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Borrell writes his job description

The job of EU High Representative for Foreign Affairs is not an easy one. On the one hand, Josip Borrell has been up against the determination of member states to keep the competence for themselves. On the other hand, the Commission and Council Presidents are both eager to step in and claim the credit for any major EU achievements in foreign policy. But in what’s probably a valedictory message, the High Representative has written a blog post setting out the global challenges that the EU faces -and how it should respond.

My new book Europe between 2 Wars is out. It compiles opinion pieces, blog posts and speeches of 2023. This book allows to take stock of the lessons learnt since four years for EU’s foreign and security policy but also to look forward and define the main work strands for the EU in coming months at a time when the wars against Ukraine and in the Middle East are threatening its future.

In 2019, when I started my job as High Representative, I said that “Europe needs to learn to speak the language of power”. I was already convinced that security needed to become a major priority for Europe. But I had no precise idea at that time how much Europe would be in danger in the years to come.

We live in an increasingly multipolar world where multilateralism is in decline. Power politics dominates international relations again. All forms of interactions are weaponised, whether it is trade, investment, finance, information or migration. This implies a paradigm shift in the way we think about European integration and our relations with the rest of the world. Concretely, it requires to act decisively on three work strands:


1 Strengthening European economic security

First, Europe’s security needs to be understood in a broader sense. During the COVID-19 pandemic we discovered that Europe did no longer produce medical face masks or Paracetamol. And our heavy dependence on Russian energy reinforced Putin’s belief that Europe would not be able to respond to his full-scale invasion of Ukraine.

Our excessive dependencies on a few countries for many critical goods put us in danger. For too long, we, Europeans, have lived in the illusion that the doux commerce should be enough to bring peace globally. We found out the hard way that the world does not work like this.

That is the reason why we have decided to ‘derisk’ our economy by limiting excessive dependencies and taking action in particular on raw materials and components critical for the green and digital transitions.

This is about ‘de-risking’, not ‘decoupling’. The European Union has always been open to trade and investment and wants to remain so. By de-risking we mean, for example, to strengthen trade and investment links with Latin America or Africa in order to diversify our supply chains.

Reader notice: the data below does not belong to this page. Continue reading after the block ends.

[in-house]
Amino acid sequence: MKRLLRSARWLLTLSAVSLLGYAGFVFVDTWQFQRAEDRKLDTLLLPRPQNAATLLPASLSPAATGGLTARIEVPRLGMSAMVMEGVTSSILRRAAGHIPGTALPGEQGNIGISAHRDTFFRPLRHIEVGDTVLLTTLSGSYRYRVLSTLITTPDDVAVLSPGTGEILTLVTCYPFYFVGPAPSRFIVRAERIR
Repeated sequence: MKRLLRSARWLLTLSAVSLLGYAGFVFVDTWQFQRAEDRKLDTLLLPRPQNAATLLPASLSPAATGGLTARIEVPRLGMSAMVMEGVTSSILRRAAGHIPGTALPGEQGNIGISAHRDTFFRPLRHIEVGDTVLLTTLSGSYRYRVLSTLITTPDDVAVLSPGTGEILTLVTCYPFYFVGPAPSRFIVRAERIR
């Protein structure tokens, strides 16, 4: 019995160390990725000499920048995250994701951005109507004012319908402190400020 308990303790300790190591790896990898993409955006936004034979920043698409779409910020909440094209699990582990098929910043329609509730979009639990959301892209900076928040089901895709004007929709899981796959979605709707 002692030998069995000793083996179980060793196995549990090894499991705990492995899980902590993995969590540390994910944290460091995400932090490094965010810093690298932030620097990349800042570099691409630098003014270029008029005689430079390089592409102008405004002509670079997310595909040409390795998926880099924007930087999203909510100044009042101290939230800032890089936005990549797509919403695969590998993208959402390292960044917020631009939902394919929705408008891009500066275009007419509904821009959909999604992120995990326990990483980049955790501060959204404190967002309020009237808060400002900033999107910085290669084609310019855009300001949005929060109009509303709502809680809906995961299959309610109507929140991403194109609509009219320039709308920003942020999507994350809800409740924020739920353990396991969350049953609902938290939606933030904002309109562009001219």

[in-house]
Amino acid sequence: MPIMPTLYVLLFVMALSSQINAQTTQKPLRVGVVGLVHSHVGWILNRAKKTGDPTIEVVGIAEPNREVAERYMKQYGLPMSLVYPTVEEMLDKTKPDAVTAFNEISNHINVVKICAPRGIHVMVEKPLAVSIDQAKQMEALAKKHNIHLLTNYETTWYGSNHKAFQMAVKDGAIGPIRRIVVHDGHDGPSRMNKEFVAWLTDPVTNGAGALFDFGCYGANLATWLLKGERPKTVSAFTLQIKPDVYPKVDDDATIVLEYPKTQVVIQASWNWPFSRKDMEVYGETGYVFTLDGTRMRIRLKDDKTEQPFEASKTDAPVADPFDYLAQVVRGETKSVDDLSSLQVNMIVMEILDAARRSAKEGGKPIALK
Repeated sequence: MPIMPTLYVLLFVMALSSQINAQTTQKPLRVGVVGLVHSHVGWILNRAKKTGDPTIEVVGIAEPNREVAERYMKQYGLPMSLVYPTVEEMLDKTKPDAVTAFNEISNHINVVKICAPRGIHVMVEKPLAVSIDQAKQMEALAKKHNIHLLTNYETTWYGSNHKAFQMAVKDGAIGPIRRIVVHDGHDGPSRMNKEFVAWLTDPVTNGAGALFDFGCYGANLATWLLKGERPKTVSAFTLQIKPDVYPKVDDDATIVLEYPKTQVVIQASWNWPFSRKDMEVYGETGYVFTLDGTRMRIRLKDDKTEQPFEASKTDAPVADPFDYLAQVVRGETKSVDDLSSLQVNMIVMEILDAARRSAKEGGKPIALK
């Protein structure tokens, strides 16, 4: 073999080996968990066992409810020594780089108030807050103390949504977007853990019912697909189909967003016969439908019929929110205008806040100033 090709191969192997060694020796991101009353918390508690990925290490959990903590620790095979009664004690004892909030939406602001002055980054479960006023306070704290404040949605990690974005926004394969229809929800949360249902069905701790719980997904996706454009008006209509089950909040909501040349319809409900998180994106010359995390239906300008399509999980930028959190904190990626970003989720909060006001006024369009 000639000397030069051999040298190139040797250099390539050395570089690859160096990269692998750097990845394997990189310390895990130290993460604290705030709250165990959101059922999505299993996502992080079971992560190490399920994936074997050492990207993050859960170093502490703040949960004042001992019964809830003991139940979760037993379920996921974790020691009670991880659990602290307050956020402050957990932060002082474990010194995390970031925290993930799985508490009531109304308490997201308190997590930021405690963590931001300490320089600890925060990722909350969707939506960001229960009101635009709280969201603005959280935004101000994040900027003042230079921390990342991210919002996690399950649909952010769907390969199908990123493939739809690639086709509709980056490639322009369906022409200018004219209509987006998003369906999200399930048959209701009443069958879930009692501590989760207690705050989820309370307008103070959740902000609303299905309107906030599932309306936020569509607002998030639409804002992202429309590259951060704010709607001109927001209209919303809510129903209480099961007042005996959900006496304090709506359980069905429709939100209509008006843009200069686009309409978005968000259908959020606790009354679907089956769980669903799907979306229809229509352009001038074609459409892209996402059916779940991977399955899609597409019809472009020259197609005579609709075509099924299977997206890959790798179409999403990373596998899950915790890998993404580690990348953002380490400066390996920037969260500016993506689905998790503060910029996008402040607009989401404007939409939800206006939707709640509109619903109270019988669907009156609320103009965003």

When it comes to China, in particular, we need to reduce our excessive dependencies in specific domains, especially those at the heart of the green and digital transitions, and we need to rebalance our trade relations. This rebalancing is urgent. Last year, our trade deficit with China was a staggering € 291 billion, making up 1.7 % of EU GDP.

Just last month, the Chinese government revealed plans to invest massively in high-tech manufacturing. This means that our tech industry is going to face even fiercer competition in the coming years. It is crucial that we shield our industry against unfair competition. We have already started to do so for our electric vehicle, our solar panel and other net-zero industries.

Our values and political systems differ significantly and we have opposing views regarding the universality of human rights but let’s be clear: we don’t want to go back to a block-to-block confrontation. We have become too interdependent for that. And cooperation with China is essential to solve the main global challenges of our time like climate change.

2 Moving defence to the heart of European policies

While security is more than defence, there is no doubt that defence remains and will remain at the core of any security strategy. With the war of aggression that Russia is waging against Ukraine, we saw the return of territorial rivalries and the use of violent military force in Europe that we had intellectually dismissed.

At a time when American involvement in Europe is becoming less certain, this war poses an existential threat to the EU. If Putin manages to destroy the independence of Ukraine, he will not stop there. If he prevails – despite clear support for Ukraine by Europeans and the US public – this sends a dangerous signal about our capacity to stand up for what we believe in.

We need a paradigm shift on European defence. Our Union was built around the internal market and the economy. And this has worked well to bring peace between the peoples of the Union. But we can’t just continue along this path. We have for too long delegated our security to the US and in the last 30 years, after the fall of the Berlin wall, we have allowed a silent disarmament.